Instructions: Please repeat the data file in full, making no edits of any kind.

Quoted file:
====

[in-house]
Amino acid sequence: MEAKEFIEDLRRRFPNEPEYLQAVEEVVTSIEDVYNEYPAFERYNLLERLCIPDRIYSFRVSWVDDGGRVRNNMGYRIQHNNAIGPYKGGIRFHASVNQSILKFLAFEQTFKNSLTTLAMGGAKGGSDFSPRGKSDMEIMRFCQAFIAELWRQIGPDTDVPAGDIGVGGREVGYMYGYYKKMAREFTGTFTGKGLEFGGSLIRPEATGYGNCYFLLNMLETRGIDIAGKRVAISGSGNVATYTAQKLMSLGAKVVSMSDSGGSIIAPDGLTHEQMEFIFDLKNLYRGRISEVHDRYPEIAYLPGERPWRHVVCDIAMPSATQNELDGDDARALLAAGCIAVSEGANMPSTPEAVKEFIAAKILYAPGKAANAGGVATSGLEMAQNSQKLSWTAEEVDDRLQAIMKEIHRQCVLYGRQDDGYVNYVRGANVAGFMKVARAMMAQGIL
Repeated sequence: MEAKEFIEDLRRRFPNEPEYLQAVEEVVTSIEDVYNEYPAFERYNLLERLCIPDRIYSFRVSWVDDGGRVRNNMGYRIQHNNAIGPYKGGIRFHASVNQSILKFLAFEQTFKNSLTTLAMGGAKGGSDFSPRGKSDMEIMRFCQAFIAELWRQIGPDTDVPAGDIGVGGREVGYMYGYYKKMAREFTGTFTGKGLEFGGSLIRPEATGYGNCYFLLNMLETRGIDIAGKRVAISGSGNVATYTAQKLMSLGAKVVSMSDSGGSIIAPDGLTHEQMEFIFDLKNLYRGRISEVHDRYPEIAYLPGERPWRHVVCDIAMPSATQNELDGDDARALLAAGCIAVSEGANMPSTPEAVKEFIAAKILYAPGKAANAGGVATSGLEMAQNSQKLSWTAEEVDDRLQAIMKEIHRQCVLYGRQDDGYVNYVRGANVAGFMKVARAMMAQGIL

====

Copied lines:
[in-house]
Amino acid sequence: MEAKEFIEDLRRRFPNEPEYLQAVEEVVTSIEDVYNEYPAFERYNLLERLCIPDRIYSFRVSWVDDGGRVRNNMGYRIQHNNAIGPYKGGIRFHASVNQSILKFLAFEQTFKNSLTTLAMGGAKGGSDFSPRGKSDMEIMRFCQAFIAELWRQIGPDTDVPAGDIGVGGREVGYMYGYYKKMAREFTGTFTGKGLEFGGSLIRPEATGYGNCYFLLNMLETRGIDIAGKRVAISGSGNVATYTAQKLMSLGAKVVSMSDSGGSIIAPDGLTHEQMEFIFDLKNLYRGRISEVHDRYPEIAYLPGERPWRHVVCDIAMPSATQNELDGDDARALLAAGCIAVSEGANMPSTPEAVKEFIAAKILYAPGKAANAGGVATSGLEMAQNSQKLSWTAEEVDDRLQAIMKEIHRQCVLYGRQDDGYVNYVRGANVAGFMKVARAMMAQGIL
Repeated sequence: MEAKEFIEDLRRRFPNEPEYLQAVEEVVTSIEDVYNEYPAFERYNLLERLCIPDRIYSFRVSWVDDGGRVRNNMGYRIQHNNAIGPYKGGIRFHASVNQSILKFLAFEQTFKNSLTTLAMGGAKGGSDFSPRGKSDMEIMRFCQAFIAELWRQIGPDTDVPAGDIGVGGREVGYMYGYYKKMAREFTGTFTGKGLEFGGSLIRPEATGYGNCYFLLNMLETRGIDIAGKRVAISGSGNVATYTAQKLMSLGAKVVSMSDSGGSIIAPDGLTHEQMEFIFDLKNLYRGRISEVHDRYPEIAYLPGERPWRHVVCDIAMPSATQNELDGDDARALLAAGCIAVSEGANMPSTPEAVKEFIAAKILYAPGKAANAGGVATSGLEMAQNSQKLSWTAEEVDDRLQAIMKEIHRQCVLYGRQDDGYVNYVRGANVAGFMKVARAMMAQGIL